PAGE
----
There is a photograph taken during the “Battle of Mendiola” on January 30, 1970, showing a truck full of young people, ramming the gates of Malacan͂ang Palace. They were symbolically storming the seat of power, in a show of new-found confidence and strength by the country’s youth restlessly seeking change.
Romulo Jallores’ picture atop that truck, wearing a beret just like Ernesto “Che” Guevara, the legendary revolutionary of Latin America, made him famous after that. Activists called him Che. Like the picture itself, splashed across the pages of a national magazine, Jallores became a symbol of the emerging struggle for national emancipation.
He had been born poor, one of six children that their mother raised by herself. Jallores loved to read and discuss all sorts of topics with his friends. As a child he enjoyed playing war games with the others, always taking the side of the weaker opponent, she said. After second-year high school, however, he dropped out and set off for Manila to work for a living.
He supported himself by doing garage work, construction work, machine shop work. Towards the end of the 1960s, rising student and youth activism drew him in and provided answers to his questions. He began attending teach-ins and demonstrations, joining marches and other protest actions.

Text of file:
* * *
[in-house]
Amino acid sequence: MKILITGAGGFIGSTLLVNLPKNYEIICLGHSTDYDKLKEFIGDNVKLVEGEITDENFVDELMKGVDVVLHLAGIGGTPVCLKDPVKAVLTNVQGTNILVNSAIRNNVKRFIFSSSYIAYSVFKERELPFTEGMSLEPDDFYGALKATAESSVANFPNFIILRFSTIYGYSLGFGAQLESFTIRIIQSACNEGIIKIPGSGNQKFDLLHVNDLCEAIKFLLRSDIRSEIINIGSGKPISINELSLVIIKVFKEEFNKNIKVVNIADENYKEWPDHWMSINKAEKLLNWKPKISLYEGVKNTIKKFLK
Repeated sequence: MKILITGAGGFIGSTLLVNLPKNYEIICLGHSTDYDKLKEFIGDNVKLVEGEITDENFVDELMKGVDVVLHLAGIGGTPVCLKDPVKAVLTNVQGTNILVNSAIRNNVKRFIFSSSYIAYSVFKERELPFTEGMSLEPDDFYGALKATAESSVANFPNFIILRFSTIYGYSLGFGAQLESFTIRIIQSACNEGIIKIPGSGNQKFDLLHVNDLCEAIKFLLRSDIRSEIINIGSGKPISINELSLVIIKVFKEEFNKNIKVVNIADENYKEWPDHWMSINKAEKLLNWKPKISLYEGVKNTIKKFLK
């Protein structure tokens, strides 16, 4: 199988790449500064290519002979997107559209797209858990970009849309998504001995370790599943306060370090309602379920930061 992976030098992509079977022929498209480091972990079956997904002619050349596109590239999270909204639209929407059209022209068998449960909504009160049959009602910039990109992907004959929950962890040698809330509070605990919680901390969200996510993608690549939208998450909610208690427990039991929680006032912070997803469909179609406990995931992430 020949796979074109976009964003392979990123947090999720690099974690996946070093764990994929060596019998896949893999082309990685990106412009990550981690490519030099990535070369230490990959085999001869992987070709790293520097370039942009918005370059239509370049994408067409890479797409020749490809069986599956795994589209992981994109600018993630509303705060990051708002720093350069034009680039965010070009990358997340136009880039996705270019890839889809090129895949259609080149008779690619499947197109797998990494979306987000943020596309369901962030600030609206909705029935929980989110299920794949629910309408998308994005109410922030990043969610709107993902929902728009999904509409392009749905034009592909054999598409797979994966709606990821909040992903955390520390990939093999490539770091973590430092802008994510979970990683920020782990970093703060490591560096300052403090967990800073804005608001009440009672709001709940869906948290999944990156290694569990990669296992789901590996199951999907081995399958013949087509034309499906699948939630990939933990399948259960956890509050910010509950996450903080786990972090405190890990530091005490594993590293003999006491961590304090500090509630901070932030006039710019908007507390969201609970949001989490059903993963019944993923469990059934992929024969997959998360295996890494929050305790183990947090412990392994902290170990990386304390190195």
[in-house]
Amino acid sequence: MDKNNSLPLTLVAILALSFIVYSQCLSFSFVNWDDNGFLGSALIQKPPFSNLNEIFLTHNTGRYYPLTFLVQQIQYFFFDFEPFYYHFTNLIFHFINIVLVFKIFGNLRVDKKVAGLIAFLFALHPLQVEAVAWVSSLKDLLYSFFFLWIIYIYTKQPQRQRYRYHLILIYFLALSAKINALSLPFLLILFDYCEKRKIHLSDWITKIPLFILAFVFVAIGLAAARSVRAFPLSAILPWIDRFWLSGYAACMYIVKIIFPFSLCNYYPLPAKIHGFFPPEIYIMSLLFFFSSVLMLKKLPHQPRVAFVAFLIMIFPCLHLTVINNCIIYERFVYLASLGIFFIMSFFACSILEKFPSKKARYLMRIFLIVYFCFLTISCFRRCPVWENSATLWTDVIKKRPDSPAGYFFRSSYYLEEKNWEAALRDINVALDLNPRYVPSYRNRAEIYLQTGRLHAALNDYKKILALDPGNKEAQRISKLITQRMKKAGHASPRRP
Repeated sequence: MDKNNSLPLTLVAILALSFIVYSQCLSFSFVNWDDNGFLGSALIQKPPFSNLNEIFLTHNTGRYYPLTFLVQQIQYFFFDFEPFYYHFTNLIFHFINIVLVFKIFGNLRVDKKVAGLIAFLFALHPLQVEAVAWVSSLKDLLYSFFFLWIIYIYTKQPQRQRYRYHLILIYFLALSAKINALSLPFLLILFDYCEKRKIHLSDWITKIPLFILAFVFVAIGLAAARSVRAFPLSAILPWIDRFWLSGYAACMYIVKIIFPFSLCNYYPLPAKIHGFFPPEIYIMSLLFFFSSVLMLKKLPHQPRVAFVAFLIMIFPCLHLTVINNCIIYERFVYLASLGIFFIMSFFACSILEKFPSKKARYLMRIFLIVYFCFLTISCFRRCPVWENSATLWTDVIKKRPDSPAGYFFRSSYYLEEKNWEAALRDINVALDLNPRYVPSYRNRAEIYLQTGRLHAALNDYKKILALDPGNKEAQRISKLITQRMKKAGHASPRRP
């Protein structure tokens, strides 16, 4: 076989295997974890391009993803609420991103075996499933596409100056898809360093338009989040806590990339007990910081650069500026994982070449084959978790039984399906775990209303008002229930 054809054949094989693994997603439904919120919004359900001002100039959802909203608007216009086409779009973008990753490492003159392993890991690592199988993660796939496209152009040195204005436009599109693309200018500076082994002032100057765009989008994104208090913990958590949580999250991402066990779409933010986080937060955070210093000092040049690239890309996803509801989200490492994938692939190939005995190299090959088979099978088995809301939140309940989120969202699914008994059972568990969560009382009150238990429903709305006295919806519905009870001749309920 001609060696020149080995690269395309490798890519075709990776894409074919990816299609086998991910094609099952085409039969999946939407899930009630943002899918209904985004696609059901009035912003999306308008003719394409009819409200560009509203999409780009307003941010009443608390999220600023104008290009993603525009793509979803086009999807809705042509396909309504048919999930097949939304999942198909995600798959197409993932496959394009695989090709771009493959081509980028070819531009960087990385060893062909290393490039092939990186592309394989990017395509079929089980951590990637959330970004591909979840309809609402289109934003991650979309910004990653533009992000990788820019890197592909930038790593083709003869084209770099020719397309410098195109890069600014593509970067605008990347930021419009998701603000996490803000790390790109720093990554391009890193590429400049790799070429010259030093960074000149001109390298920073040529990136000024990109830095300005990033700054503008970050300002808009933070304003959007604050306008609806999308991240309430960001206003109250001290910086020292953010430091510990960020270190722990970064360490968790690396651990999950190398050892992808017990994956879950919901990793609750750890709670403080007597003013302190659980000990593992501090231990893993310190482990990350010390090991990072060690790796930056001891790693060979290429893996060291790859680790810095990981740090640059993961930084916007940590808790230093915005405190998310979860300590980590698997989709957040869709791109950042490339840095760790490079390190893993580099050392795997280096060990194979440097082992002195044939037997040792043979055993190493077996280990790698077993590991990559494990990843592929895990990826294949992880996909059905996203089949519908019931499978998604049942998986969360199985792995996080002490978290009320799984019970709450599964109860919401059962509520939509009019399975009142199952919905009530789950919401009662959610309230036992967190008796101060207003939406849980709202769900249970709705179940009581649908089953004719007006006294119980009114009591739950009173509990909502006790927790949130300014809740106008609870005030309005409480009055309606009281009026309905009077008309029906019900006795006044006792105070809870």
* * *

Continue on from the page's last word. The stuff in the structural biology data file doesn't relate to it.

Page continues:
Shortly after the Battle of Mendiola, with his brother Benjie he returned to his native Bicol region to organize among the landless peasants and the workers in the fields of abaca. To the activists still in Manila, the Jallores brothers became a symbol of a higher form of struggle in the countryside, one that demanded utmost dedication and sacrifice. Romulo Jallores became famous as “Tangkad,” reputed to be among the top guerrilla leaders there along with his brother.
In 1971, government troops surrounded a house in Naga City where Jallores had been meeting with some comrades. He refused to surrender, and went down in the exchange of fire, in which a constabulary lieutenant also died. News of his death electrified the surging protest movement in Manila, providing a glimpse of the risks and glories of the path that Tangkad had taken.
When martial law was declared by President Marcos the following year, many among “the best and the brightest” of that generation were inspired to follow Romulo Jallores in going to the grassroots and working among the people to bring about radical change, no matter what the cost.
BORN : November 8, 1948 in Ocampo, Camarines Sur
DIED : December 30, 1971 in Naga City
PARENTS : Edilberto Jallores and Marcela Acetre
EDUCATION : Elementary: Moriones Elementary School, Ocampo, Camarines Sur
Secondary: Sta. Clara Academy, Tigaon, Camarines Sur
On July 5, 1972, Benjie Jallores was killed in a raid by constabulary troops in a remote area of Ocampo, Camarines Sur. See Ricardo Lee, “Ang Mahabang Maikling Buhay ni Kumander Tangkad,” Asia-Philippines Leader, Pebrero 18, 1972, pp. 34-36.